Kramer and his wife looked at each other. He could tell she was thinking the same thing he was.

Thank God in heaven! What a relief! They could let their breaths out now. Miss Efficiency was a bigot. These days the thing about bigotry was, it was undignified. It was a sign of Low Rent origins, of inferior social status, of poor taste. So they were the superiors of their English baby nurse, after all.” – Tom Wolfe, The Bonfire of the Vanities

The American racial problem has not gone away despite two centuries of trying. Part of the reason is that no matter who is in control, and whichever side they’re on, there’s too good of a chance that they’re not trying to solve our problems at all — they’re just trying to be “better than” someone else.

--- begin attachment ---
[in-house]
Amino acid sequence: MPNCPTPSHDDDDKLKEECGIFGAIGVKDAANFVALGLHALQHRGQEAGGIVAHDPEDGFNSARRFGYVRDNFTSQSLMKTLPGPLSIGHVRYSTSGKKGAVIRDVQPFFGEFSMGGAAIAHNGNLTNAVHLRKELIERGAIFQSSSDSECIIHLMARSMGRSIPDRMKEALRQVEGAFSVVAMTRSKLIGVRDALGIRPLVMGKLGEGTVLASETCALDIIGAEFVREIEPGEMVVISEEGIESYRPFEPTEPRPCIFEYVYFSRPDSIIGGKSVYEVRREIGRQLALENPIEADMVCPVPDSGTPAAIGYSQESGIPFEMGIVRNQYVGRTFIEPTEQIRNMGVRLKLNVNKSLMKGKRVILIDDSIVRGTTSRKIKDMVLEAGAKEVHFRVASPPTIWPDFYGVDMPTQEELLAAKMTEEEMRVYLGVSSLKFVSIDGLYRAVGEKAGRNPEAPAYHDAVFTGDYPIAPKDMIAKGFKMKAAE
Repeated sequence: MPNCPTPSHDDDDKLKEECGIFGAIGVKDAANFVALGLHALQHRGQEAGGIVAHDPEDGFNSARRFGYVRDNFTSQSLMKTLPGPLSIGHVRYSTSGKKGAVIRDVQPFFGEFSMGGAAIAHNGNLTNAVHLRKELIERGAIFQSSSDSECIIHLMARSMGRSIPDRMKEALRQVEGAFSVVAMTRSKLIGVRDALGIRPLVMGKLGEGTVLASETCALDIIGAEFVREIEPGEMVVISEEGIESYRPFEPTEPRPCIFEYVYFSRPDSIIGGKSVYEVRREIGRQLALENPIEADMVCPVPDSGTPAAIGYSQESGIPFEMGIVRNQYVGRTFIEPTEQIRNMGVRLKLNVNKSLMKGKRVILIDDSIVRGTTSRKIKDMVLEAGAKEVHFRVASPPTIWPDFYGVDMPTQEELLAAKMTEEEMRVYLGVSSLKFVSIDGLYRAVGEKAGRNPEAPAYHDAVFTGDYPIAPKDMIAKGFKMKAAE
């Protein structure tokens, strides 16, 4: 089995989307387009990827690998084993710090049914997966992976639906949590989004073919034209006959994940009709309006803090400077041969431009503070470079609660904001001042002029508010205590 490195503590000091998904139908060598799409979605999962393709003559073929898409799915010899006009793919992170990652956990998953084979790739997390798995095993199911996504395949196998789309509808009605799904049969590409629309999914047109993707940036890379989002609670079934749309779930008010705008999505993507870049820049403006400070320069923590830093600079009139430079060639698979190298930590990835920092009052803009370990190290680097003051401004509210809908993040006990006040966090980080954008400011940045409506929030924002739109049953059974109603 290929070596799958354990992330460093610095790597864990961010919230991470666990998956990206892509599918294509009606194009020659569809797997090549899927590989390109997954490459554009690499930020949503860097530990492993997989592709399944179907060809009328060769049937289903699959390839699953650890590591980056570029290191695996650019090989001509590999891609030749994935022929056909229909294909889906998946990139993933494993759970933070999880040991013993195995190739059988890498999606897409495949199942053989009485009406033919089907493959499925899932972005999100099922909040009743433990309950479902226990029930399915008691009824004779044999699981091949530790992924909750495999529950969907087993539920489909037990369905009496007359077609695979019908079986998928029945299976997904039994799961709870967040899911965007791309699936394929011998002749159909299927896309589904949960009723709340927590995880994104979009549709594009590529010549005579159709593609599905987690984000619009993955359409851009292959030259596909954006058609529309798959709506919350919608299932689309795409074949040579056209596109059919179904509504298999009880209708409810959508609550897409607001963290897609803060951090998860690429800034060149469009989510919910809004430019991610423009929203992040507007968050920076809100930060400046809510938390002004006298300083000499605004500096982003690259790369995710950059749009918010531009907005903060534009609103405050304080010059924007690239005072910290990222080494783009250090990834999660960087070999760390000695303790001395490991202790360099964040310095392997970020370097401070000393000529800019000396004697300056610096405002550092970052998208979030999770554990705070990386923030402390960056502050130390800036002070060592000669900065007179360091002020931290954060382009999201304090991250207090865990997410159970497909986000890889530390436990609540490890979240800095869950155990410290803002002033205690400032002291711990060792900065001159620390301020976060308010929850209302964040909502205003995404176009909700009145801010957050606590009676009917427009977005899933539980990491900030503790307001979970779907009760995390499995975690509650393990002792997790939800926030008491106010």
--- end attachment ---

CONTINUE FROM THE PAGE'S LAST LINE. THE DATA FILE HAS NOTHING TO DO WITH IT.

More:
When we look out at the vast liberal blogosphere, in which 35-year-old bagboys get to pretend they are erudite college professors, we’re seeing a group motivated by a desire to raise social status and take revenge on the majority, who they dislike because that majority is successful.

This is why liberalism fundamentally appeals to the alienated: it makes excuses for failures, creates an enemy, and makes a group hatred out of this perceived wrong. In our desire to do right by our racial problems, we should make sure we don’t get ensnared by this violent emotion — because it’s every iota of the same uncontrolled blame and rage that propels a lynch mob.